Metropolitan News-Enterprise


Thursday, April 29, 2004


Page 1


C.A.: Pending Arbitration Before Israeli Religious Panel Is No Barrier to Jurisdiction Over Interpleader Action


By DAVID WATSON, Staff Writer


A Los Angeles Superior judge erred in dismissing an interpleader filed by two California companies based on the fact the underlying dispute over stock ownership was being arbitrated before a tribunal of three rabbis in Israel, this district’s Court of Appeal ruled yesterday.

Presiding Justice Paul A. Turner of Div. Five said Los Angeles Superior Court Judge Gregory C. O’Brien was wrong in finding that the foreign arbitration deprived the court of jurisdiction over the interpleader filed by Dial 800 LLC and Dial 800 Inc.

The companies deposited $65,824 with the court, asking that it resolve the claims of three individuals and a Seychelles corporation to the funds. The individual defendants are Israeli residents.

The purchase agreement under which two of the defendants, David and Brenda Fesbinder, were to sell their Dial 800 stock to Michael Rosenblum and his corporation included a provision that any disagreements should be submitted to an agreed-upon rabbi or “to an Orthodox Bais Din selected through the process of zavla (‘Bais Din’) for binding resolution.”

After a dispute arose, the Fesbinders and Rosenblum entered into an agreement calling for a panel of three rabbis to arbitrate it, with the Fesbinders naming one, Rosenblum another, and the two selecting a third. But the panel member named by Rosenblum resigned before a decision was reached, and the parties were unable to agree on how to replace him.

The Fesbinders filed a petition in July of 2002 asking the Los Angeles Superior Court to appoint a replacement arbitrator, and Dial 800 filed its interpleader complaint three months later. The two actions were then consolidated, and in February of 2003 O’Brien dismissed both.

Turner noted that in general the existence of an arbitration provision does not affect a court’s jurisdiction, but merely means that any party may seek a stay and an order compelling arbitration.

A rabbinic court, or beth din, is “an authoritative forum of Jewish law,” Turner observed, and decisions of such courts have been enforced in this country as arbitration awards.

Though the fact a foreign arbitration was under way might have justified staying the interpleader action, it did not deprive O’Brien of jurisdiction, especially since the interpleader plaintiff was not a party to the arbitration, Turner explained.

“There is no pertinent authority to support the action taken—dismissal of the present interpleader action because an arbitration, to which plaintiffs are not a party, is pending in Israel,” he declared.

The presiding justice said there was no basis for the concern O’Brien expressed that the religious nature of the arbitration panel would be a barrier to the local court confirming the award under Code of Civil Procedure Sec. 1286. That section authorizes courts to confirm arbitration awards “whether rendered in this state or another state.”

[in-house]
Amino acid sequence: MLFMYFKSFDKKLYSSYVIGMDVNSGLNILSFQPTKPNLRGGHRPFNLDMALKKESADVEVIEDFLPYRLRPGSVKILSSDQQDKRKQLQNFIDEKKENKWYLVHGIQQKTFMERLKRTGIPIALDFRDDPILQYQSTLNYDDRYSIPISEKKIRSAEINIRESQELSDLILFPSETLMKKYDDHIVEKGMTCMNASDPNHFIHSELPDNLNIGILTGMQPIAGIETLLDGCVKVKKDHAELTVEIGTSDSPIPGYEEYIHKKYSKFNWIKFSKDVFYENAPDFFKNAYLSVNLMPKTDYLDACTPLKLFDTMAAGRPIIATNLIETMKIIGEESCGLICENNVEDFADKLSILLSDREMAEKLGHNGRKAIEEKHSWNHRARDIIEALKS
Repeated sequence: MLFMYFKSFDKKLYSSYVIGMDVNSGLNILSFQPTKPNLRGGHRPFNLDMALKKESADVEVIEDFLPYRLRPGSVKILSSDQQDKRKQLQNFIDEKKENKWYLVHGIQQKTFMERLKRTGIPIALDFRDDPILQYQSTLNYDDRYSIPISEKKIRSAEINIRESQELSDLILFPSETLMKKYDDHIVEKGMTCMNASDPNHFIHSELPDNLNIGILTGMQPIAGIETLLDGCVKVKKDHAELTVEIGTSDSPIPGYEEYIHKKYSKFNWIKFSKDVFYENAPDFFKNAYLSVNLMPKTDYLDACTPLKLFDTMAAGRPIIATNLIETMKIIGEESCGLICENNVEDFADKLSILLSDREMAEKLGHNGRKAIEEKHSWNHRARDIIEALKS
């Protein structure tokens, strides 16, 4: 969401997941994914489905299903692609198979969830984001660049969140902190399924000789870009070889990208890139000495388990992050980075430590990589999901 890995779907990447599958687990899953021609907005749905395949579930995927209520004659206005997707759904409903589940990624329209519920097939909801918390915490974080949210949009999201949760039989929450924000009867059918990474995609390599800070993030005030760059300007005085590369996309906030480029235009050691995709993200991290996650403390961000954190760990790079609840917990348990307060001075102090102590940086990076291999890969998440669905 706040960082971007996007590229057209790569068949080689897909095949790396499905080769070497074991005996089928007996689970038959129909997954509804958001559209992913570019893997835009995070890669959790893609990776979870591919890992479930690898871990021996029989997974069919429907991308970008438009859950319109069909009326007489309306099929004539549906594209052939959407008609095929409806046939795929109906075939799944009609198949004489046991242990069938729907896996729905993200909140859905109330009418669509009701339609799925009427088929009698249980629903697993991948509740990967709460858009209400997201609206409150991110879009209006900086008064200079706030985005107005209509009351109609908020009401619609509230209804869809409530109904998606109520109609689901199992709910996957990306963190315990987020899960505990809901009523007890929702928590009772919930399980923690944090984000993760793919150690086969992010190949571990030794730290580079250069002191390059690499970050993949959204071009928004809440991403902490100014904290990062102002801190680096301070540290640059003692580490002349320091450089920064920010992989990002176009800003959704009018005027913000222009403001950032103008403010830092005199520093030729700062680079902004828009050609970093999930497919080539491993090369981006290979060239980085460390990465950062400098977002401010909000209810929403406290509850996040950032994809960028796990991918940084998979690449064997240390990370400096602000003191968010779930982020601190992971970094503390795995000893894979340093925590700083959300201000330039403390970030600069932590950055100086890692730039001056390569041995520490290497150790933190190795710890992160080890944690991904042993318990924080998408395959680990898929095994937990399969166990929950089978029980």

Turner declared:

“We disagree that the language in section 1286 divested the court of jurisdiction because of the pending arbitration before the three-person religious panel in Israel.”

The statute does not “by its express terms” bar enforcement of foreign arbitration awards, and the United States is required to honor them under the 1958 Convention on the Recognition and Enforcement of Foreign Arbitral Awards, commonly called the New York Convention, Turner pointed out.

“[T]he fact three rabbis are the arbitrators and the decision will no doubt be based on principals of Jewish law does not bar its enforceability in California secular courts,” Turner reasoned. “As noted previously, American courts routinely enforce money judgments and other orders by beth din panels—.At present, it is speculative to assume that the beth din panel will return an award that will be unenforceable for some reason in California secular courts.”

The presiding justice noted that Rosenbaum and his corporation had also disputed the court’s personal jurisdiction over them, an issue O’Brien did not decide. But he said that by seeking an award of attorney fees under Civil Code Sec. 1717 after O’Brien dismissed the interpleader action, the two defendants had made a general appearance and waived any objections to personal jurisdiction.

The issue of whether a motion for fees constituted a general appearance, Turner said, had “not been directly decided by any California court.” But the presiding justice said numerous cases have held that “a party who seeks relief on any basis other than a motion to quash for lack of personal jurisdiction will be deemed to have made a general appearance and waived all objections to defects in service, process, or personal jurisdiction.”

He explained:

“In seeking the attorney fees under the terms of a contract in the interpleader action, Mr. Rosenblum and [his corporation] were not merely asserting that the court lacked jurisdiction. Rather, they requested the trial court to determine rights under the July 5, 1998, purchase and trust agreements contract as well as an operating agreement of Dial 800, Inc. which is a request for affirmative relief. Thus, they are deemed to have generally appeared and submitted to the court’s jurisdiction.”

The case is Dial 800 v. Fesbinder, 04 S.O.S. 2108.




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